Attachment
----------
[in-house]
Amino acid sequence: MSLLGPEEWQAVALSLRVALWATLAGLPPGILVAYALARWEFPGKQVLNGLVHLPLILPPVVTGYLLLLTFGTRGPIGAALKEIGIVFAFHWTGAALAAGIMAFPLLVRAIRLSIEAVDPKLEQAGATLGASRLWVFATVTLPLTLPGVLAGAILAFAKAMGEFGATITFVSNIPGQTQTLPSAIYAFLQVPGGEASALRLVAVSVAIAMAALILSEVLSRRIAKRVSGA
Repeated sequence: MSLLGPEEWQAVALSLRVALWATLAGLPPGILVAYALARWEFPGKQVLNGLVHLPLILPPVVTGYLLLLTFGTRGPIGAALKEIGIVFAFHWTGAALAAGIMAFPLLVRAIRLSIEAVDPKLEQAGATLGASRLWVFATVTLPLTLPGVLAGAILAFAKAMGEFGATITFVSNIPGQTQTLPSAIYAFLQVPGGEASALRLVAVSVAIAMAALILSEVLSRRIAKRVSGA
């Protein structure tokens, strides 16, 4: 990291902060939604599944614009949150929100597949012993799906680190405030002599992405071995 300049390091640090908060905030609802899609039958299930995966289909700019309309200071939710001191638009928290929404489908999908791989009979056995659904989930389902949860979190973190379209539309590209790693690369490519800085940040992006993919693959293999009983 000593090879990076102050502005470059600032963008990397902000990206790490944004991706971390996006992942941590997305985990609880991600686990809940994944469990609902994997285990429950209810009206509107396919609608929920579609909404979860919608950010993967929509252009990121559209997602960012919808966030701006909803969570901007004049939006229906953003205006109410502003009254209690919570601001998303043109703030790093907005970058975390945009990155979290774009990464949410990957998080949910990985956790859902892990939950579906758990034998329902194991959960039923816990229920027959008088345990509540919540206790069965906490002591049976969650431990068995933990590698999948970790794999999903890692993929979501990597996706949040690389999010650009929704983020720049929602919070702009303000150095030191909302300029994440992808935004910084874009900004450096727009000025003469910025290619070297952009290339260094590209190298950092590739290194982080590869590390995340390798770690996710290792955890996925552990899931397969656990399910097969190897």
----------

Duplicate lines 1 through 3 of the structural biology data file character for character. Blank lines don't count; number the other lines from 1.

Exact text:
[in-house]
Amino acid sequence: MSLLGPEEWQAVALSLRVALWATLAGLPPGILVAYALARWEFPGKQVLNGLVHLPLILPPVVTGYLLLLTFGTRGPIGAALKEIGIVFAFHWTGAALAAGIMAFPLLVRAIRLSIEAVDPKLEQAGATLGASRLWVFATVTLPLTLPGVLAGAILAFAKAMGEFGATITFVSNIPGQTQTLPSAIYAFLQVPGGEASALRLVAVSVAIAMAALILSEVLSRRIAKRVSGA
Repeated sequence: MSLLGPEEWQAVALSLRVALWATLAGLPPGILVAYALARWEFPGKQVLNGLVHLPLILPPVVTGYLLLLTFGTRGPIGAALKEIGIVFAFHWTGAALAAGIMAFPLLVRAIRLSIEAVDPKLEQAGATLGASRLWVFATVTLPLTLPGVLAGAILAFAKAMGEFGATITFVSNIPGQTQTLPSAIYAFLQVPGGEASALRLVAVSVAIAMAALILSEVLSRRIAKRVSGA